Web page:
As my husband and I stood outside my son's classroom waiting for the start of a school affair, papers hanging on the wall caught my eye. On display was a class project where the kids had to come up with synonyms using the letters of their name. Immediately I searched for what my son came up with and though it's obviously not perfect as you can see below (e.g. spelling), I am intrigued and fascinated by the thought process behind it.
First of all, I completely agree with the adjectives he chose to characterize himself. But more importantly, I'm actually impressed by his choices and happy that he didn't choose Nasty, Nutty, Neurotic or Narcissistic. Or even Anxious, Absurd or Abused (by a recovering perfectionist mother).
What screamed out to me, and what I find most amusing, is that it's become obvious how he feels defined by being organized, or at least aspires to be. And look at that illustration he came up with! It's him sweating it out in the organization process. Papers, markers, toys, games and crayons all in their rightful spots...and contained in bins no less! What sense of accomplishment indeed!
There is one question I'm left wondering about after seeing my son's project. I'm now left thinking of how much of this is true for him, independent of what he knows I want him to be. In other words, are these qualities he truly believes he possesses or qualities he tries to possess because his parents approve of them? He could have written 'nervous', 'obedient', 'adorable' or 'affectionate' and 'happy' or 'helpful'—words I easily associate with him. But he chose what he chose and it makes me curious.
Consequently, isn't it also worth asking ourselves how much of who we are or have become as adults, truly and authentically represent us and not just qualities we think we have, simply because we still aspire to possess them for the sake of having our parents' (or any other significant other's) approval?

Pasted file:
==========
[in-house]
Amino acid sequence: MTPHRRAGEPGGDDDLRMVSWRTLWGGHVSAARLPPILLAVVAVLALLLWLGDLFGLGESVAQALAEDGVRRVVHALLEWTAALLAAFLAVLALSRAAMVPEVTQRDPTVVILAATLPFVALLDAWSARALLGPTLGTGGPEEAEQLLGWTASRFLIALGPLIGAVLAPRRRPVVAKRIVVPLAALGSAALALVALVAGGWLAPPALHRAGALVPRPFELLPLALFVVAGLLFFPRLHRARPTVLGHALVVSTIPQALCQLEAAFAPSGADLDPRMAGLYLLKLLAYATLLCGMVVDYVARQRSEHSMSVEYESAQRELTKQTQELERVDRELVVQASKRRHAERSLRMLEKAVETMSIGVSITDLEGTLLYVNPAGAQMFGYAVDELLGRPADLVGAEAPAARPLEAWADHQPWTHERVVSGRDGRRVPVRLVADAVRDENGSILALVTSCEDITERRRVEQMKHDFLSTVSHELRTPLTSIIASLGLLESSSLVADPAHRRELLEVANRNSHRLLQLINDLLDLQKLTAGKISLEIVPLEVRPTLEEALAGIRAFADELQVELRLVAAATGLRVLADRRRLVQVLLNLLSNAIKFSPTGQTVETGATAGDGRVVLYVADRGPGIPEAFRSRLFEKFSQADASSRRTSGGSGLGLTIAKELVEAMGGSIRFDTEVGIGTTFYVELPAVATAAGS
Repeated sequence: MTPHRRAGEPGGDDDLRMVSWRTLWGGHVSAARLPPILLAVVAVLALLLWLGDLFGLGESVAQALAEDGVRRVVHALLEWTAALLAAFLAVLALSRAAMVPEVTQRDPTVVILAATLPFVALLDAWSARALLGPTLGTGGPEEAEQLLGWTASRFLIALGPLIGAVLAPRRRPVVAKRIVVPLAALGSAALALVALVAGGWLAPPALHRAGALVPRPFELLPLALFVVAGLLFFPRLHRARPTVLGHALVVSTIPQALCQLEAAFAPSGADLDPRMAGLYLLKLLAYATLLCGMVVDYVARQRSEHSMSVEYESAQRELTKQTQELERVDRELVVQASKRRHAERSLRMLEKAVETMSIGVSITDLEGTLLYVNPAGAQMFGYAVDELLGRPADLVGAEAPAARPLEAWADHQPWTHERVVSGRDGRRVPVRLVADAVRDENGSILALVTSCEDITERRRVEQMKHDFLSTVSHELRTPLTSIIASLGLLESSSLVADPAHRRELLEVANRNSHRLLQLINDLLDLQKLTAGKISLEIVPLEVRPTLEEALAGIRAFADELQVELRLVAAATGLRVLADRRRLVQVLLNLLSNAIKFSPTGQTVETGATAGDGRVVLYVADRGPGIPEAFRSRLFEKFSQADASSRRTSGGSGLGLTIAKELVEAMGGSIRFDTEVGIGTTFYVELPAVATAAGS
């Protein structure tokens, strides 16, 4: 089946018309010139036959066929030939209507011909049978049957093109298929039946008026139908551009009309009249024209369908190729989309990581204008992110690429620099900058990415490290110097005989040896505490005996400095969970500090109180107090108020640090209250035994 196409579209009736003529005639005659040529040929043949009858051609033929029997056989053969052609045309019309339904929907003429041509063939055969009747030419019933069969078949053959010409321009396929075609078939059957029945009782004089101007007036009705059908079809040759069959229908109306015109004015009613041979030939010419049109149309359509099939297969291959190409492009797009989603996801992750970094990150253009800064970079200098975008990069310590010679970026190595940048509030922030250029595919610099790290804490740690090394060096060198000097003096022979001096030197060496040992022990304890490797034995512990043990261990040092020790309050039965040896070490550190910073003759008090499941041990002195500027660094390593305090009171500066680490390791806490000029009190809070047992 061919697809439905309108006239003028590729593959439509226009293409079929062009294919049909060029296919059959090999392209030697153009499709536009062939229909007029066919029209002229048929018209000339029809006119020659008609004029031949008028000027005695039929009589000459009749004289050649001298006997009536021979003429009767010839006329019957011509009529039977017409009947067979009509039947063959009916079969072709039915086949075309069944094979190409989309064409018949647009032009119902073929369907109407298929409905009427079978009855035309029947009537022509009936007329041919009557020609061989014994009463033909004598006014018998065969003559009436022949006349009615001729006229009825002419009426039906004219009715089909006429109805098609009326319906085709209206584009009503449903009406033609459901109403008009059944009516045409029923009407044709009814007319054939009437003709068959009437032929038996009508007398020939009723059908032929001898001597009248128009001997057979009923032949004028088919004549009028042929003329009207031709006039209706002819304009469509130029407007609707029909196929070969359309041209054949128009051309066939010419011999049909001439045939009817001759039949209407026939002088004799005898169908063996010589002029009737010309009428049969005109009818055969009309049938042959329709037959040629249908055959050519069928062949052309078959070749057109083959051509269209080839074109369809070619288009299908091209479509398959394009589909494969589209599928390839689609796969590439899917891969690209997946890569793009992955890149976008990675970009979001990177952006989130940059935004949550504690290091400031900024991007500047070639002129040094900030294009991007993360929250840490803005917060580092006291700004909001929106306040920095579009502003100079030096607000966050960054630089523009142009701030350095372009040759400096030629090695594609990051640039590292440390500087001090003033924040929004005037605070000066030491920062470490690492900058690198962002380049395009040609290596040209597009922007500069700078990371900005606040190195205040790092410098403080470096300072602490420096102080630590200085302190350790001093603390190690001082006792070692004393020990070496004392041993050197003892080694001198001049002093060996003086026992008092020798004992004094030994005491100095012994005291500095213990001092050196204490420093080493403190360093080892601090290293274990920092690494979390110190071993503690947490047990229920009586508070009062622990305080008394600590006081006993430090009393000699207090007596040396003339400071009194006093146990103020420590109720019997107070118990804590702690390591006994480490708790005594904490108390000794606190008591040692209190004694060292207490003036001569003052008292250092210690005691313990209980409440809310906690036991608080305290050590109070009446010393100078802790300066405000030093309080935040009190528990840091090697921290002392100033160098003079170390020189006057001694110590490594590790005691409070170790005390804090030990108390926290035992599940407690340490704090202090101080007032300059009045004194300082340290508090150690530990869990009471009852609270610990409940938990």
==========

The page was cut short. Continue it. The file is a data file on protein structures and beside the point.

If you say you're 'ambitious', are you truly that or are you pushing yourself to be that because it's what you've been taught to aspire for?
If you say you're 'compassionate', is that who you are to the core even when no one is looking or judging you? And is this something you freely chose?
Are you really 'funny' or did your family assign that role to you and you never really wanted it in the first place?
Or maybe we all somehow turn into versions of what our parents wanted us to be and end up internalizing their ideals.
I understand that we are all products of our socialization, especially the socialization process we received through our families. I understand that we become who we are because of what we learn, what we see and that it's all these things layered on to us and eventually define us.
But I still wonder how much of ourselves are simply reflections of our parents' desires for us. How much of myself can I claim, with utter certainty, as completely devoid of my parents' fingerprints or echoes of their voices. If we were all to make a list of five qualities we believe define us, how many of these can we say are independent of our parents' aspirations for us? In addition, which trait do you wish to drop or disassociate from, if only you could, because it's really more just a reflection of what people expect from you rather than something that you feel is authentic to you? Are there any?
I don't have firm answers to these questions yet, and am still mulling over them.
What are your thoughts? I would love to read them.